After a certain period of time, Team X grows annoyed with said questions about Player Y and wants to "just focus on ball."
In this case, Team X is the Dallas Mavericks and Player Y is Lamar Odom.
After the Mavs' win against the Rockets on Tuesday night at the American Airlines Center, I asked Mavs coach Rick Carlisle if he was tired of the Lamar questions, of which there have been a lot.
Rick Carlisle: "Yeah. We're gonna shut that down pretty soon."
ME: "He's a story. You had to realize these questions were going to come when you acquired him."
Rick Carlisle: "It's time to let him play ball and be a ball player and play his game."
As a man who has been an NBA coach for a long time, and worked for ESPN as an analyst for a brief period, Carlisle understands the media as well as any person in the game. So does his boss. They had to know this was coming. Lamar did.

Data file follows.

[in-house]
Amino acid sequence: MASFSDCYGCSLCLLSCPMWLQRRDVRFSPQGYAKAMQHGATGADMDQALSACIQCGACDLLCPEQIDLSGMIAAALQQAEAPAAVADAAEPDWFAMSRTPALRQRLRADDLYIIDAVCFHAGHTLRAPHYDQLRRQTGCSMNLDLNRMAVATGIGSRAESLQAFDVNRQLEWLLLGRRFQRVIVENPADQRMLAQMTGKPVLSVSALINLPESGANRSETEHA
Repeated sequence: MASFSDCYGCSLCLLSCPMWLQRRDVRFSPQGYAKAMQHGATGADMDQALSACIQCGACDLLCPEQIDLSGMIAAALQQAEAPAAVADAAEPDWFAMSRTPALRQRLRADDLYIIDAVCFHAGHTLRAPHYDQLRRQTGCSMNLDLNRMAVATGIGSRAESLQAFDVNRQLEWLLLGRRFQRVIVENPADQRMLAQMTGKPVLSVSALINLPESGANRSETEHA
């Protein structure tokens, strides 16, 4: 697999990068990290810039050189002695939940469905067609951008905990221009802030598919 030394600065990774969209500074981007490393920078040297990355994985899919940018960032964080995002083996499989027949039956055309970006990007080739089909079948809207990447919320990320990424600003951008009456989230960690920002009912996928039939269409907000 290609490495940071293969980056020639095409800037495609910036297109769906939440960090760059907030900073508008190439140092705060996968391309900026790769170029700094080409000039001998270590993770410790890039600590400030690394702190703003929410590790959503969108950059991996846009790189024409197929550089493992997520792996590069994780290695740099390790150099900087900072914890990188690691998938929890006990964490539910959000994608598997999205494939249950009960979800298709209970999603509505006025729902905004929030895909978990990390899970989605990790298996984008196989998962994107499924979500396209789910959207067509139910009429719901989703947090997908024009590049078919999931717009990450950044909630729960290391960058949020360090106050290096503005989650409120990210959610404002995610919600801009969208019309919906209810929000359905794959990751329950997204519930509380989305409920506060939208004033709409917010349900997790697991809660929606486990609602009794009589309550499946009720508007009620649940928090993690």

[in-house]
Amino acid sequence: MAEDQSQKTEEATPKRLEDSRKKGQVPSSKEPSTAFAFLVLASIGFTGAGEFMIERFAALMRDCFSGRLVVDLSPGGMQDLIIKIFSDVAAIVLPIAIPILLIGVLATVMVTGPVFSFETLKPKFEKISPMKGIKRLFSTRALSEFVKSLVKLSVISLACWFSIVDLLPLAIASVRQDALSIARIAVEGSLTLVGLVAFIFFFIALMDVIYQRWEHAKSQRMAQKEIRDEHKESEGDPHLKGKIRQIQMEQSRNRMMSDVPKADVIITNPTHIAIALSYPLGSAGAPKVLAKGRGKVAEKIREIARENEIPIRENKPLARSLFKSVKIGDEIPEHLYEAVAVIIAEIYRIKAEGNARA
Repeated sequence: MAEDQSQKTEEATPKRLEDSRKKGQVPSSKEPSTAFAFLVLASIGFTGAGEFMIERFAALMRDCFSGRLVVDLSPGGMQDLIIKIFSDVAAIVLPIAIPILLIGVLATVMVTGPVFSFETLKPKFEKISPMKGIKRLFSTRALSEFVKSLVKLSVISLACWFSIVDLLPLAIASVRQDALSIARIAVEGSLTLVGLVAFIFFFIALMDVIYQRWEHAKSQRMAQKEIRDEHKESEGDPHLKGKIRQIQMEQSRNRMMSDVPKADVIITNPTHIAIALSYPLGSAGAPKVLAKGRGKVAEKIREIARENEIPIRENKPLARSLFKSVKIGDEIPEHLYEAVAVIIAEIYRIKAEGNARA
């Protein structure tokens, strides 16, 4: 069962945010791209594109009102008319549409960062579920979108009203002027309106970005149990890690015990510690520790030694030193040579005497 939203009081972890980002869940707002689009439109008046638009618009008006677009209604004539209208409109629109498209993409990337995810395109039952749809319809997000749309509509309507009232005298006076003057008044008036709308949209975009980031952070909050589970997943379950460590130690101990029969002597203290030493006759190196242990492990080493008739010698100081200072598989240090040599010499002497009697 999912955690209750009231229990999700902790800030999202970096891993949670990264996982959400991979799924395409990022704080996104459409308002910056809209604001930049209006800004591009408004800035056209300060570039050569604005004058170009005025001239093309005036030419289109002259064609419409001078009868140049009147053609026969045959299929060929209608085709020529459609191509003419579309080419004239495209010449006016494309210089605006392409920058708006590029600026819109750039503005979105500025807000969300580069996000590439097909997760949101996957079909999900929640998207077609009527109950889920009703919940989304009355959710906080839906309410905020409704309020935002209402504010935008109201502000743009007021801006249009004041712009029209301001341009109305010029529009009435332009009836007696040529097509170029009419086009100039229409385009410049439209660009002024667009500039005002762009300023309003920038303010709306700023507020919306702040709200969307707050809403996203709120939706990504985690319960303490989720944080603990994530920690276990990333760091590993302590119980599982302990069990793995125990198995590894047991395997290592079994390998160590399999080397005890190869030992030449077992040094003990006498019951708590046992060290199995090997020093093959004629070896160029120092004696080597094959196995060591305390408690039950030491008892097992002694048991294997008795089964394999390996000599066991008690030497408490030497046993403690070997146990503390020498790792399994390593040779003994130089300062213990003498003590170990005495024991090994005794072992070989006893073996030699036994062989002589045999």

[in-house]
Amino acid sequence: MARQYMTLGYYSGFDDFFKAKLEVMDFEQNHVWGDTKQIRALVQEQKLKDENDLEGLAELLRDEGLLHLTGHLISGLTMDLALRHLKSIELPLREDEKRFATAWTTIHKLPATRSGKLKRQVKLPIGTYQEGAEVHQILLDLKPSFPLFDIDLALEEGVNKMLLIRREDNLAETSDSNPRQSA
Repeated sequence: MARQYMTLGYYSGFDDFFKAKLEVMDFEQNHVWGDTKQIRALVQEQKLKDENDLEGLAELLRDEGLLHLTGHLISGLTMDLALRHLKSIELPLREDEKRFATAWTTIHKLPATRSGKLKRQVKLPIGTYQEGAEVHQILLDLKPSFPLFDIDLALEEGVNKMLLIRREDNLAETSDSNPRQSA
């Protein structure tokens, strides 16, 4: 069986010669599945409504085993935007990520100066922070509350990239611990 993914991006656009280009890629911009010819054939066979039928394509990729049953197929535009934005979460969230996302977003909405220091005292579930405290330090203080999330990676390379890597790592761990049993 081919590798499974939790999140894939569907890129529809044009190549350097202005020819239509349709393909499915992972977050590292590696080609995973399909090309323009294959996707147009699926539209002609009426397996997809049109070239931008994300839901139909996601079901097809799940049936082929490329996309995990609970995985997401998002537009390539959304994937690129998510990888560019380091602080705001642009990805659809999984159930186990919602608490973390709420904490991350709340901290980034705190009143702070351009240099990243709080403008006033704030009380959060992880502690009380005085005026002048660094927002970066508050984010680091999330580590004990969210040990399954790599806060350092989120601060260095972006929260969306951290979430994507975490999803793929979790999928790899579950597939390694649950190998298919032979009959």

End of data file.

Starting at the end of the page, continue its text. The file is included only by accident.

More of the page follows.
Even after the game Odom said, "That's part of being Lamar."
Is this is a media creation? Partially, yes. And so is the NBA, just like the Kardashians. They both exist to provide entertainment and serve as a distraction for millions of people all over the world. Lamar is part of a reality TV show, and is a member of America's No. 1 reality TV family. He has been a story since he was in high school in New York City. It's always been a something with Lamar Odom.
You knew this when he agreed to take him away from the Lakers for nothing. Now you don't like it? Tough.
The Mavericks are not the first team to acquire a veteran and then grow tired of the questions surrounding him.
The Rangers in 2002 acquired outfielder Carl Everett, whose reputation was far worse than Odom's. The team started to lose, Everett started to chirp, and the Rangers and their manager quickly grew tired of it.
Bill Parcells hated the questions and the drama that surrounded Terrell Owens when the Cowboys acquired him in 2006.
When you acquire a Lamar Odom-type talent you accept the circus/reality TV risk he brings. It's not as if this was some secret. In this media culture, Lamar Odom is a story. Rather than try to play Dallas Mavericks propoganda prime minister and "shut that down", just deal with it.
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